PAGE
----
European bees are at their best health level in years
European bees are much healthier than many recent media publications appear to suggest. New field data from nearly 400,000 bee colonies from 21 countries in Europe and the Mediterranean show that overwintering losses of honey bee colonies – an important indicator of general bee health – were at their lowest level in years in 2013/2014.
“It is great to see that our bees have come out of the 2013/2014 winter in the best shape for many years,” said Christian Maus, Ph.D., global pollinator safety manager at Bayer CropScience. “These results are also very telling since the data relate to a season during which neonicotinoid-based crop protection products were still in common use throughout Europe. This offers further evidence that these important components in the toolbox of farmers do not impact the survival of honeybee colonies during overwintering under real-life field conditions,” Maus adds.
The non-profit honey bee research association COLOSS (prevention of honey bee COlony LOSSes), which comprises more than 360 scientific professionals from 60 countries, has published new data showing that the overall mortality rate of bee colonies in the 2013/2014 winter was on average 9 percent – losses below 10 percent are considered to be normal. This compares with loss rates of up to 37 percent that were recorded from individual countries in previous years.
Mite infestations impact overwintering
In winter, honey bees are generally not active outside the hive; they are very busy inside taking steps to ensure the colony's survival. They continue to access stored food – honey and pollen – and generate heat within the hive to protect the colony. If adequate provisions have not been made during the summer and fall, e.g. by the beekeeper, then a colony may not survive the winter season because of starvation.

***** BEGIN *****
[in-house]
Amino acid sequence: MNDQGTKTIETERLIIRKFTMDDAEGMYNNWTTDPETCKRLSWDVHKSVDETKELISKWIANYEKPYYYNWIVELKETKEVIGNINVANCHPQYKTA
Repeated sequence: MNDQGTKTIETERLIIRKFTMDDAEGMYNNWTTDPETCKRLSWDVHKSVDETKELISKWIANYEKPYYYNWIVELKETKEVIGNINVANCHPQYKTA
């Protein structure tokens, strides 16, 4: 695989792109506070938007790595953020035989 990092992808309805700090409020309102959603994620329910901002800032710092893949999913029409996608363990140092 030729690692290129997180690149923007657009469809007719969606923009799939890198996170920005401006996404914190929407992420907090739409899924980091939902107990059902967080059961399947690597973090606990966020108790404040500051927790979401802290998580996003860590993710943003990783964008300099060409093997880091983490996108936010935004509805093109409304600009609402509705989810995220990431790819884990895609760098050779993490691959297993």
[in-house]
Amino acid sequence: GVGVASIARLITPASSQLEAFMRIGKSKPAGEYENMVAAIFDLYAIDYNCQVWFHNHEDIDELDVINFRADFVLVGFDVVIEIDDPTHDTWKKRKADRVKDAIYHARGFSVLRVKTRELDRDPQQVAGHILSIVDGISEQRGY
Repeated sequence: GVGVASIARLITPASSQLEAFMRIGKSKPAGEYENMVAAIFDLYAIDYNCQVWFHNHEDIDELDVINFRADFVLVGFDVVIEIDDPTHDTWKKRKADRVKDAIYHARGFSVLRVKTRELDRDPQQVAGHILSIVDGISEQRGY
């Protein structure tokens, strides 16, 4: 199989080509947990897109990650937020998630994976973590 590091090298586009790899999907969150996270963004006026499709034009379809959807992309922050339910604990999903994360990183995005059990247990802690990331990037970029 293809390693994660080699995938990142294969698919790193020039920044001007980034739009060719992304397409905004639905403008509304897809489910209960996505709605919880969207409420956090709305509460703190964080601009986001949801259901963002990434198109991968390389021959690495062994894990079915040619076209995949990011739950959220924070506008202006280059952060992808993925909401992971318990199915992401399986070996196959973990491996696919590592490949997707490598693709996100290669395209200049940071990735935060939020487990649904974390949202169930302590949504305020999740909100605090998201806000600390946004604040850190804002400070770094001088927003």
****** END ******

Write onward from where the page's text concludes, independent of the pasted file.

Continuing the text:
Another major factor affecting honey bee colonies in the winter is Varroa mite infestation, often linked with secondary infestations by viruses. Adult winter bees that were infested with Varroa as immature bees within the brood cells do not fully develop the physiological characteristics of a long-lived winter bee. This makes them less likely to withstand the grueling environmental stressors associated with winter conditions and survive until the spring.
The coordinator of the COLOSS Working Group, Romée van der Zee, Ph.D., from the Dutch Centre for Bee Research, explains, “The contributions of many factors which are correlated to colony losses seem to be very dependent on weather conditions. Colonies built their brood nests late because of the relatively cold spring in 2013. This may have decreased the number of reproductive cycles of the parasitic Varroa mite, producing fewer mites. Good weather in the summer then provided excellent foraging opportunities.”
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